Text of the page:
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Booming start-ups face stiffer rules

Kakao, Celltrion put on FTC‘s conglomerates watch list with four other newcomers

The nation’s antitrust agency announced changes in its annual watch list Sunday to account for the changing industrial landscape -- dominated for decades by family-controlled conglomerates.

Kakao Corp., the operator of the nation’s top mobile messenger KakaoTalk, and Celltrion, a leading biosimilar developer, have been added to the Fair Trade Commission’s 2016 conglomerate watch list with four other newcomers, the watchdog said Sunday.

The total number of companies in the latest update has reached 65.

“It is the first time venture firm-turned conglomerates have been included on the list,’’ an FTC official said. 

The other four newcomers are Seoul Housing Corp. of Seoul City, Korea Investment & Securities, Kumho Petrochemical, and Harim, a livestock and animal feed company.

Under the nation’s fair trade law, the FTC announces the watch list every year, aimed at curbing excessive business expansion and debts by big business groups with 5 trillion ($4.37 billion) and more in assets by limiting cross-shareholdings and loan guarantees among their affiliates.

Kakao, one of the two venture-turned-conglomerates, faces tougher fair trade regulations as its assets surpassed the 5 trillion-won level following a takeover of a music streaming and download service provider, Melon, for 1.87 trillion won in January, the watchdog said.

The company tried to clear concerns over the impact of its status change on its business, saying, “There will be no immediate impact on Kakao, despite the new regulations on cross-shareholding in the company. We plan to focus on our businesses without any changes.”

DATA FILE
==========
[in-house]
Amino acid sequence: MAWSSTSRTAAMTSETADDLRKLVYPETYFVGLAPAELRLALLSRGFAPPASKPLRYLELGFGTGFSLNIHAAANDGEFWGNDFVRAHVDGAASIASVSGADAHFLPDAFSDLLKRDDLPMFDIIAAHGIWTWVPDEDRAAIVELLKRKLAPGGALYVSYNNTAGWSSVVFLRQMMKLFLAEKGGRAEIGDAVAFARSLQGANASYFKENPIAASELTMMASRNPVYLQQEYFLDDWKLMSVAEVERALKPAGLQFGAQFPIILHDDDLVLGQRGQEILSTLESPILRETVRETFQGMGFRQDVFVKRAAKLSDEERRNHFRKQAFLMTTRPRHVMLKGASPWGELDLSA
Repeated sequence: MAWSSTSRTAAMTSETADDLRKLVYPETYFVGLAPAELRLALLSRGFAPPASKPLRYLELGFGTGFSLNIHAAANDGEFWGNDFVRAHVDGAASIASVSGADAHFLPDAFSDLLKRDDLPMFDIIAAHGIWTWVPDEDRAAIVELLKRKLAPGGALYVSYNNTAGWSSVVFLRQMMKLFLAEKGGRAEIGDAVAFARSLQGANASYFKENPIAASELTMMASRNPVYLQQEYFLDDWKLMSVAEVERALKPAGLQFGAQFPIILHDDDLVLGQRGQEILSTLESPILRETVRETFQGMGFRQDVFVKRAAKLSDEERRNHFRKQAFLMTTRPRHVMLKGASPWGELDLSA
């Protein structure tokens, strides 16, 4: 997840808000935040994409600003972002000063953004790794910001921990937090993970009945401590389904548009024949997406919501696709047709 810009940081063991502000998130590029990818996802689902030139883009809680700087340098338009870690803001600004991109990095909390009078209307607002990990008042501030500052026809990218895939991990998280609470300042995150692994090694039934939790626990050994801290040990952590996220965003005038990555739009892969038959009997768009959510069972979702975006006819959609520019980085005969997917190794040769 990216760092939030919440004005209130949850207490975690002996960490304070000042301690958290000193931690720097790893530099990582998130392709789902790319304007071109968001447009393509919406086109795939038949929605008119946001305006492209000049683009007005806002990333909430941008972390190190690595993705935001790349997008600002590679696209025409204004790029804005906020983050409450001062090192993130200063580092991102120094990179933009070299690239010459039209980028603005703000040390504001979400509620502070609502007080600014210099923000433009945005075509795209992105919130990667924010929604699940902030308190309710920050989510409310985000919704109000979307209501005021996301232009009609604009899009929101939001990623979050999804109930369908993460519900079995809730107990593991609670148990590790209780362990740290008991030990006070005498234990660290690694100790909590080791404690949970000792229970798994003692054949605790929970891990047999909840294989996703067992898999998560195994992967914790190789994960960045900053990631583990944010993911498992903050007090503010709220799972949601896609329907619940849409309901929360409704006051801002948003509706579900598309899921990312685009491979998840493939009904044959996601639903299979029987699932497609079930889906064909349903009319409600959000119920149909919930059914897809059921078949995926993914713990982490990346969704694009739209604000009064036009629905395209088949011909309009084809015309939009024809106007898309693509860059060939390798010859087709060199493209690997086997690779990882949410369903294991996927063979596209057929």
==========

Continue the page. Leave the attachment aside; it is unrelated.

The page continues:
Market watchers, however, have raised concerns that the FTC ruling will have an impact on Kakao’s planned online bank. When a company is included in the FTC watch list, it cannot exercise its voting rights on its financial arms.

The government has been pushing to change regulations in order for non-banking holding entities to own and manage banks, but the bills are in limbo at the parliament.

Investors of Celltrion also raised concern over the tighter ruling on loan guarantees. “The debt ratio of bio companies, which make massive initial investments for R&D activities, tends to be higher than other businesses,” a company official said.

This is why the big business associations like the Federation of Korean Industries have called for the government to ease rules for inclusion in the FTC watch list, saying they are outdated to reflect the industry trends.

Besides the new entries, the latest FTC data showed business updates of existing big corporate names in size and ranks.

The FTC said the aggregate value of the 65 business groups on the list stood at 2,337 trillion won, an increase of 79 trillion won from the previous year. Seven business groups, including Samsung Group and Hyundai Motor Group, posted their respective assets of 100 trillion won or more.

The average debt ratio of the 65 conglomerates stood at 98.2 percent, down 2.9 percentage points from a year ago, with the Korea Railroad Corp.’s ratio falling the most.

In terms of sales, their combined volume fell some 100 trillion won to 1,404.3 trillion won, with net earnings up 12.8 trillion won to 54.9 trillion won.

As to changes in the corporate ranking by assets (except public companies), Hanhwa Group jumped to the eighth, up from 12th last year.

By Seo Jee-yeon (